Review: ‘Lincoln’s Dilemma,’ Bringing History to Life, For Good Reasons

What do we really know about Abraham Lincoln? 

(Picture above: depiction of Abraham Lincoln as featured in Lincoln’s Dilemma on Apple TV+.)

The 16th President of the United States has been widely hailed, widely vilified, and widely misunderstood. His role in history is assured, though what role, exactly, is yet to be determined, even more than 150 years after his death. 

The four-episode mini-series Lincoln’s Dilemma endeavors to provide a comprehensive overview of Abraham Lincoln’s four years as U.S. President, and largely  succeeds, with brisk and pointed insights drawn from deep considerations by a range of historians, mostly. Directors Jacqueline Olive (episodes 1 and 4) and Barak Goodman (episodes 2 and 3) tell a story that is consistently compelling, even if you think you know it already. 

Scripted by Barak Goodman, based on David S. Reynolds’ book Abe: Abraham Lincoln in His Times, the documentary series initially touches on why it’s still relevant to plunge once more into the subject, ably summarizing events that led up to his presidency, both from his own personal history as well as key events in the history of the nation that point to the long-established roots of slavery.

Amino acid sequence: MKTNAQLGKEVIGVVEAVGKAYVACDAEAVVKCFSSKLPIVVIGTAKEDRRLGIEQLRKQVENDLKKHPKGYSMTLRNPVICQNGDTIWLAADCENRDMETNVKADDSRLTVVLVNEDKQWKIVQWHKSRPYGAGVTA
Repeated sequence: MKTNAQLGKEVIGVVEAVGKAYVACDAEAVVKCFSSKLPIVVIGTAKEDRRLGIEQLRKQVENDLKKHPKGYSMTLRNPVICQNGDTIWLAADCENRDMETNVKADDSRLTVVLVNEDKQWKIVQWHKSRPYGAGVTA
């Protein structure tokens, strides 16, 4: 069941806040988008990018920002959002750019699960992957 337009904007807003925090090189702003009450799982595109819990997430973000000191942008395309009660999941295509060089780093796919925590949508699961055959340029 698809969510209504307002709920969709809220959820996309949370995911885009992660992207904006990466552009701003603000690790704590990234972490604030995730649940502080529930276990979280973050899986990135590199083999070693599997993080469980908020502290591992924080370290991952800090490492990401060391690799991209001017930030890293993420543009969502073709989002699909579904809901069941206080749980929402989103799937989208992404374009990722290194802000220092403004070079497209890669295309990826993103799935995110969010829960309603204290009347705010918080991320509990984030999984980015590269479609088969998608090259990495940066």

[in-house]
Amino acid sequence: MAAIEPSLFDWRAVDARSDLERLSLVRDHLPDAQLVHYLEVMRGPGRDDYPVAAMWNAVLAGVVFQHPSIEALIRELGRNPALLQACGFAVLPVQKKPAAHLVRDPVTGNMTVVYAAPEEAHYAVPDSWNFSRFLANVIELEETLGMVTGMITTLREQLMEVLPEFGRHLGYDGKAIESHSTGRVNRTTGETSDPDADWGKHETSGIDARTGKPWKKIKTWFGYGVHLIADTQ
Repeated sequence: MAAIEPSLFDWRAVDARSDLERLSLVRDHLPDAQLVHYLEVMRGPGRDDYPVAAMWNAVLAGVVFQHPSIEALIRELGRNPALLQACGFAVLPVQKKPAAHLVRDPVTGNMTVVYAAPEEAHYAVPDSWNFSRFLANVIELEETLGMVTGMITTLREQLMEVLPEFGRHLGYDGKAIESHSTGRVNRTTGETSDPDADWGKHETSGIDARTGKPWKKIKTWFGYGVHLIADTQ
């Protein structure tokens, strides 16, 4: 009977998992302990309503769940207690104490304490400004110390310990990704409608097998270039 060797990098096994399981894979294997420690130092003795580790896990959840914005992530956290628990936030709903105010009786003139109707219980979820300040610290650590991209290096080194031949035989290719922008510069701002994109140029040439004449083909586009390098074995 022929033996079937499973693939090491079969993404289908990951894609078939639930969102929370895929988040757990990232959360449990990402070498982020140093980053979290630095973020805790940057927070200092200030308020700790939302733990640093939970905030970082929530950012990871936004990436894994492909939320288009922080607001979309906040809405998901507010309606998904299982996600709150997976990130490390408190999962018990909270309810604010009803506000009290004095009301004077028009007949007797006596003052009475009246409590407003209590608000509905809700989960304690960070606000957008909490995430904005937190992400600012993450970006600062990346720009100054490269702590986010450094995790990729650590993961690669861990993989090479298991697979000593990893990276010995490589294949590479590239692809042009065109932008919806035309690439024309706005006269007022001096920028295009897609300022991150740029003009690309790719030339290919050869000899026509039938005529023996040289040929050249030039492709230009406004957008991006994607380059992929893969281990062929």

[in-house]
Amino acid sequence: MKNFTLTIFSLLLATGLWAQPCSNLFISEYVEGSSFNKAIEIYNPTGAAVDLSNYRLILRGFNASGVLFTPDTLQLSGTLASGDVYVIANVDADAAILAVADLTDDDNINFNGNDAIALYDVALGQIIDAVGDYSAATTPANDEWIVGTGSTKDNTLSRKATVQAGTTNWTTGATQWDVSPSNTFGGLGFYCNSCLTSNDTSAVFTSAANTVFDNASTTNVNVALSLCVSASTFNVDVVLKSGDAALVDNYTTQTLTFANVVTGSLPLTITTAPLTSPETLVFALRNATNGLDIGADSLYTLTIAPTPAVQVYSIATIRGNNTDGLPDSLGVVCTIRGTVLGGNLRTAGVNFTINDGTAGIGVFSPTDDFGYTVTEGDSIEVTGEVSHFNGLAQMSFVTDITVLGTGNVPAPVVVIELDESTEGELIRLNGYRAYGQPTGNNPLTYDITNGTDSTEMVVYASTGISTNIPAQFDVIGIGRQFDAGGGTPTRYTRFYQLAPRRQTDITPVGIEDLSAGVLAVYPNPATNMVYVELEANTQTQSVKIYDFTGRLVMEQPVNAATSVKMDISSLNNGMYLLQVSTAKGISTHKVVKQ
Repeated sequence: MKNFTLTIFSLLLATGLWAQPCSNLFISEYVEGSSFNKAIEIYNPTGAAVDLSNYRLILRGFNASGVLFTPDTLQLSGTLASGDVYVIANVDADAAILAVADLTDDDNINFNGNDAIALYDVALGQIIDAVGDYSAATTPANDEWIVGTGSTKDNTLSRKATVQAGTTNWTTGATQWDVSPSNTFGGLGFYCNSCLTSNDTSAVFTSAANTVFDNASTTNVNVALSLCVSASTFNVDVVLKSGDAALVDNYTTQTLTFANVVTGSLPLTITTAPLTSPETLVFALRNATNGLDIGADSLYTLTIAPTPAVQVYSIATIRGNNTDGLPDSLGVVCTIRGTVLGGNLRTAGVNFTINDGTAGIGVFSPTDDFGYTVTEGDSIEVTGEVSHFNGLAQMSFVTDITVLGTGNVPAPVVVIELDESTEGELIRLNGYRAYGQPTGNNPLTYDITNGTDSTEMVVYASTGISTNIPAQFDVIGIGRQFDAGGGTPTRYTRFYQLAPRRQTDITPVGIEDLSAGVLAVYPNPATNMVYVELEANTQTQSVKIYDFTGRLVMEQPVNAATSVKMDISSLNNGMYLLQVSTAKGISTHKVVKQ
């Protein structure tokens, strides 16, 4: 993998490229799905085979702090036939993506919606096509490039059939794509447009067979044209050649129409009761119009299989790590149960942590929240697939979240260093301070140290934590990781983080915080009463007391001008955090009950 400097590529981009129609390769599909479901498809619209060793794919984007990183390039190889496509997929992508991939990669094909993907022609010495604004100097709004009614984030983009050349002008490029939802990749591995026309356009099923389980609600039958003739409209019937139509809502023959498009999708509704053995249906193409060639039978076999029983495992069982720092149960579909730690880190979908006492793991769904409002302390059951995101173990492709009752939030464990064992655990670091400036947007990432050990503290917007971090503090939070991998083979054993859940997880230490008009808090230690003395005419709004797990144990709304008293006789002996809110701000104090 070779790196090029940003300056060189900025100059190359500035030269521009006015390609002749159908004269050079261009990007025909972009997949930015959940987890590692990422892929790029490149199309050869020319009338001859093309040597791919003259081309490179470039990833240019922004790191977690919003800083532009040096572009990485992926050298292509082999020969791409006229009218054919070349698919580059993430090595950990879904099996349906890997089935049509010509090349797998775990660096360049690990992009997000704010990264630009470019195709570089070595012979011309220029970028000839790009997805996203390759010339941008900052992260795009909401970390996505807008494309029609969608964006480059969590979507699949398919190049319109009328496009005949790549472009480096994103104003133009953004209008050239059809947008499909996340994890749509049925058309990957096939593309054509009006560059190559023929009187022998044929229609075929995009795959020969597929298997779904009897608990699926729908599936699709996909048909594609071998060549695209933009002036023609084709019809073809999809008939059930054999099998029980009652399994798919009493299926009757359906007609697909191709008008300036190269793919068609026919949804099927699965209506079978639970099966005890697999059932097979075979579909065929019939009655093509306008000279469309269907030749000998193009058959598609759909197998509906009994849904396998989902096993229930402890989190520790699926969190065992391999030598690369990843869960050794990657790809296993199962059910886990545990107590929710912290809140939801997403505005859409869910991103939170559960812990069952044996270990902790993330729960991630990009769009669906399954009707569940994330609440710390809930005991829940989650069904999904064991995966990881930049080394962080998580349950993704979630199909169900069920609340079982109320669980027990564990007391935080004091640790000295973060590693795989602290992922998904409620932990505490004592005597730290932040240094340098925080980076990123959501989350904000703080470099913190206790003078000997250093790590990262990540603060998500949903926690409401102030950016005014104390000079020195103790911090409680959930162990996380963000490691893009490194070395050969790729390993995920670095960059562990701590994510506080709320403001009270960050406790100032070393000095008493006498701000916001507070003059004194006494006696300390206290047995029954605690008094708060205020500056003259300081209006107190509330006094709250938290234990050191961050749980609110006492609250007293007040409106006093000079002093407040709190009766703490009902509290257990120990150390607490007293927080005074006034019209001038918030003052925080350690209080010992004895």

Revolving around pointed ‘talking head’ interviews as it is, Lincoln’s Dilemma moves at a steady pace that is never too quick, by which I mean that it allows time to think about what has just been said. Letters, speeches, and book excerpts are read by a talented cast of voice actors, including Bill Camp as Lincoln and Leslie Odom, Jr. as Frederick Douglass, who are more invested in bringing meaning to what they are reading and bringing the writers to life. 

Briefly utilizing animation to dramatize events from time to time, along with a copious supply of well-chose archival photographs, allows the viewer to put a face to the people cited, when appropriate. Every element is woven together with deep care and respect for Lincoln and his legacy, while still allowing plenty of space for a measured view of the man, his accomplishments, and his shortcomings. 

It’s a lot to take in, yet it never felt like I was living in a history textbook. I learned things I had never heard before, and was reminded of things I learned decades ago. 

Lincoln’s Dilemma brings history to life, raising new points for discussion, and suggesting why so many people in this nation are still not united over the basic fundamental rights that all people should enjoy.  

All four parts of the documentary series premiere globally on Friday, February 18 on Apple TV+.